Cambridge alternative housing project gets green light by regional councillors to move ahead
Waterloo affordable housing project put on hold as councillors seek more details
The region will move forward with a plan to find someone to build alternative housing in Cambridge.
The property at 161 Bechtel St., is a Waterloo Region Housing site. On Wednesday, regional councillors voted in favour of moving forward with a plan to seek expressions of interest from private and not-for-profit groups to build housing on the site.
Alternative housing is considered to be self-contained residences that are made with often pre-fabricated designs or "non-traditional construction methods," a staff report said, such as tiny homes or spaces built from shipping containers.
The region will ask whomever builds the units to ensure they are rented at below average market levels or can be purchased at an affordable price and will look for housing that creates mixed-income property.
Cambridge regional Coun. Helen Jowett said she would like to ensure some green space remains on the property. She said people in the community appear to be supportive of the project, but the lack of greenspace is a concern.
It is hoped a plan for what could go on the property will be brought back to councillors this fall.
During a special council meeting Wednesday evening, councillors also approved funding for work on two affordable housing projects: one on Kingscourt Drive in Waterloo and one on Wilson Avenue in Kitchener.
Waterloo affordable housing project delayed
A proposed affordable housing project in Waterloo on Beechwood Avenue, meanwhile, will be delayed for at least a month after councillors asked for a more detailed plan.
The 0.81 hectare property is at 555 Beechwood Drive. The land was the site of a pumping station until 2016, when the station was demolished. In 2005, the City of Waterloo changed the zoning on the property to allow for a six storey building as well as other commercial uses.
During a committee meeting on Wednesday, several neighbours expressed concerns about a proposed high-density, affordable housing apartment building that could go on the property, which is currently used as a greenspace by the people living in the area. Some said they were unaware the city had changed the zoning for the property.
Ray Pearce said he lives across from the property and he has lived in the neighbourhood for more than 30 years.
"I've watched the neighbourhood change, I've watched the density grow and we've adapted to the changes. But now we're into something different," he said, expressing concern over the size of an apartment building in an area with largely single detached homes.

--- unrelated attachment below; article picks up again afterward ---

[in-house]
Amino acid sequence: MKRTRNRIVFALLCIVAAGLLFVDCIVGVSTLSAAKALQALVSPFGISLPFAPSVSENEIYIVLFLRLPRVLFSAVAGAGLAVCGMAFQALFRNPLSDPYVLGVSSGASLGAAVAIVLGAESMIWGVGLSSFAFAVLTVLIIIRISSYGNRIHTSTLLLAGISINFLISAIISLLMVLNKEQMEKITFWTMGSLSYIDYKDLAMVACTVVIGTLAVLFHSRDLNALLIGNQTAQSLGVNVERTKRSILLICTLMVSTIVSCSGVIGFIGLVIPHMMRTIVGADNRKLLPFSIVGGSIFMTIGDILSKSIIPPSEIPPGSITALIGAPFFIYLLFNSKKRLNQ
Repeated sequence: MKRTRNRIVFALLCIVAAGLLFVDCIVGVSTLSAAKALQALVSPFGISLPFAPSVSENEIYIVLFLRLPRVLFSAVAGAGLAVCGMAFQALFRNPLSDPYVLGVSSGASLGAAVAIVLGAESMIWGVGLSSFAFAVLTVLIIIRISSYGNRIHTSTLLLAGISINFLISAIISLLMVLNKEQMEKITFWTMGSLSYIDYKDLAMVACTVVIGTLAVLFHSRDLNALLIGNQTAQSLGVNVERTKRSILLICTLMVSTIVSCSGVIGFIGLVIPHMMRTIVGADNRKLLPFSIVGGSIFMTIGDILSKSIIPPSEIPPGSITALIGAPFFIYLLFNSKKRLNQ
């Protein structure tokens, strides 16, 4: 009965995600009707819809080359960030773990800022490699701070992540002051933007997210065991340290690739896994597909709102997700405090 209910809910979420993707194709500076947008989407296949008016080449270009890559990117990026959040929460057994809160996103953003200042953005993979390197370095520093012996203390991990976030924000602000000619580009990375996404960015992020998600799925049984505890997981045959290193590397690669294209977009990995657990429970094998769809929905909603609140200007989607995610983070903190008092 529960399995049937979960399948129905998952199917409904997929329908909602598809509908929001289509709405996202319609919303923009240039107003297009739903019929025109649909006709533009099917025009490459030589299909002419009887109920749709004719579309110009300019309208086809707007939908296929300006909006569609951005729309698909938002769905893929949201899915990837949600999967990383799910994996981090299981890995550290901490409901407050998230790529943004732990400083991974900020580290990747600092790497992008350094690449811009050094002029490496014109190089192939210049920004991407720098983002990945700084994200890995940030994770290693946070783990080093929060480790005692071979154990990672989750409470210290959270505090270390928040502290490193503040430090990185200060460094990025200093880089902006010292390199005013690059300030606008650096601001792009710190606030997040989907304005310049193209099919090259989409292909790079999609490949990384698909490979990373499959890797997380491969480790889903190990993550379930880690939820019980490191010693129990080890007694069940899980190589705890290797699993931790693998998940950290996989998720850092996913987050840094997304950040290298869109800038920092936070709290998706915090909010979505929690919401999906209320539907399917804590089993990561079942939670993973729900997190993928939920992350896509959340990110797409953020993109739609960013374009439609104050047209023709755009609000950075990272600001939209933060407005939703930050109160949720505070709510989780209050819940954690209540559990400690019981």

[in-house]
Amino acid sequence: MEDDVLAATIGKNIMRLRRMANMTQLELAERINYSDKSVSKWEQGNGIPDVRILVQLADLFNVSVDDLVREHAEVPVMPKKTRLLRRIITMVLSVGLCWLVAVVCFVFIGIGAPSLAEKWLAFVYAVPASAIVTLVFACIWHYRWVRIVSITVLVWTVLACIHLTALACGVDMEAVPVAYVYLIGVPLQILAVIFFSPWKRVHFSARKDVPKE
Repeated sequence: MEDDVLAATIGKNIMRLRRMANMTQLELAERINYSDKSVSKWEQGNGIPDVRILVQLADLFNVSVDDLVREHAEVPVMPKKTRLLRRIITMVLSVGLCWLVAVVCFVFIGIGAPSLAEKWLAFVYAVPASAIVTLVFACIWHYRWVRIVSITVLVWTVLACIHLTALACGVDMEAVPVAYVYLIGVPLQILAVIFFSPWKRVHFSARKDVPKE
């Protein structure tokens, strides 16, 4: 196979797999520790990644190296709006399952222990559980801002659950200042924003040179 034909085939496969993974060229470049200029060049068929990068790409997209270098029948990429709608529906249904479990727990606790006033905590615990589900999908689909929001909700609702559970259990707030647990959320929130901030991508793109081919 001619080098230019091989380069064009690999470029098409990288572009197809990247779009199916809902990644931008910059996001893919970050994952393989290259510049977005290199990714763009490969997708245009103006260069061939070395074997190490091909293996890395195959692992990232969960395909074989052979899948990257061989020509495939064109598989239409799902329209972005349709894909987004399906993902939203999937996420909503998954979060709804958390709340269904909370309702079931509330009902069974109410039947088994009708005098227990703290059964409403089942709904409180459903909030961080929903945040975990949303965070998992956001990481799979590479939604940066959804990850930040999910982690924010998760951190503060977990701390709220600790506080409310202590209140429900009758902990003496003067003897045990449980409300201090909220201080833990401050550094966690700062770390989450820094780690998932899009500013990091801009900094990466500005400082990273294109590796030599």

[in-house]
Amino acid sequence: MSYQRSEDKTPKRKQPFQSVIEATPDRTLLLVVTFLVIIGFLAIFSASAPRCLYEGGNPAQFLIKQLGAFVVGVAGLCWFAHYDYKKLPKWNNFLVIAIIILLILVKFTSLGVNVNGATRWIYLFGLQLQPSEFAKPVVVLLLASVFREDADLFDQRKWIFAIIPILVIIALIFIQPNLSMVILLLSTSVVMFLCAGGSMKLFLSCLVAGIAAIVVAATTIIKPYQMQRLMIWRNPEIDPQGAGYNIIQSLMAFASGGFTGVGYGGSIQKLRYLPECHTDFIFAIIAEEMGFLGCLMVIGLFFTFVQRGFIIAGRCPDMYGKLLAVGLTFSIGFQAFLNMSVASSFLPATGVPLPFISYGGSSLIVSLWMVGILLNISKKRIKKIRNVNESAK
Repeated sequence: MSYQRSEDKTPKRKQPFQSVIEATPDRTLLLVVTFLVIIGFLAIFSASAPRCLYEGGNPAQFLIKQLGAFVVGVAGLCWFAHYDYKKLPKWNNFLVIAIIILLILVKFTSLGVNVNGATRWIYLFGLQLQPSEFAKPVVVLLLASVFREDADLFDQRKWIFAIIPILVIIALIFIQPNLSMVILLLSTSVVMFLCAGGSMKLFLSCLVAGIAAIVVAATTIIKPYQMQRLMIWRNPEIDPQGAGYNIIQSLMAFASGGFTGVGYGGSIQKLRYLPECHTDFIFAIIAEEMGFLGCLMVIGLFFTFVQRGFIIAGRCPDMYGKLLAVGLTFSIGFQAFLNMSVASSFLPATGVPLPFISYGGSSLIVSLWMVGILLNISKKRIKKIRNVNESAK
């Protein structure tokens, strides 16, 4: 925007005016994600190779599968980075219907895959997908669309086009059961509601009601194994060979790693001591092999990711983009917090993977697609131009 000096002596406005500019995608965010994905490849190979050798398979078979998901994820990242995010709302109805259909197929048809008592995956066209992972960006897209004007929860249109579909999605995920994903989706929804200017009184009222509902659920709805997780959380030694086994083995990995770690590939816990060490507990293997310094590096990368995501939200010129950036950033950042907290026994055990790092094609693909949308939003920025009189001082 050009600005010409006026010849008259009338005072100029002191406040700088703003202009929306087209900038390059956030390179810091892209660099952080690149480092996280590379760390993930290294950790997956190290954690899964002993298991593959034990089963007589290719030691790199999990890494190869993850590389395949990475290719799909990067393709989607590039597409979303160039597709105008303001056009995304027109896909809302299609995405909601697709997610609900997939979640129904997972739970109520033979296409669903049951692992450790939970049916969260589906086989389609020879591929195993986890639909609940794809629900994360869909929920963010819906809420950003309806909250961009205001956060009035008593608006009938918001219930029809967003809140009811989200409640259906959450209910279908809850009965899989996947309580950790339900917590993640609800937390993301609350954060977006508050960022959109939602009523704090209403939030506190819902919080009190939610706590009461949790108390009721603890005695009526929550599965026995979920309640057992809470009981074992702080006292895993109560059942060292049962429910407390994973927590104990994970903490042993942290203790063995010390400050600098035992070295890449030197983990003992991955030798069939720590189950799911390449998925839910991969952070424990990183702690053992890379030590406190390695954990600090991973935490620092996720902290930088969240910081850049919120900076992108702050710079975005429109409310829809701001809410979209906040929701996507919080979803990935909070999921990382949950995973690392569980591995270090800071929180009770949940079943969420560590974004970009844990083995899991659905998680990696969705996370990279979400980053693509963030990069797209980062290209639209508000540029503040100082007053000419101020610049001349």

"We're not opposed to affordable housing. What we're opposed to is a six-story, very, very large apartment building sitting in our front yard," he said.
"I don't care if affordable housing is built. Just have it fit with the neighbourhood."
Housing wait list trending upwards
Judy-Ann D'Aguilar, who said she has lived in the neighbourhood for more than 20 years, said the greenspace is used by families.
"Every day you will see children playing sports, children flying kites, people walking dogs," she said.
D'Aguilar said the proposed affordable housing apartment building would impact their property values and would cause increases to noise levels in the area, traffic and crime.
Tom Haapanen of Kitchener also spoke and said while he doesn't live in the area, the lack of affordable housing is a regional problem.
He noted there are thousands of people waiting for affordable housing.
"These are people, not just members of a list. They're real people who need housing," he said.
Ryan Pettipiere, director of housing services for the Region of Waterloo, said the wait list for affordable housing is between three and eight years, depending on what a family needs. He noted the wait list has "trended upwards" in recent years.
Councillors agreed to declare the land as surplus to allow them to put affordable housing on the property.
Before staff can seek requests for proposals, though, Coun. Sean Strickland asked regional staff to provide more information about the project including the number of units, details about how many units will be low income, the height of the building and the impact on greenspace. Strickland also asked for a neighbourhood communications strategy.
That information is expected to be brought before councillors during the August committee meeting.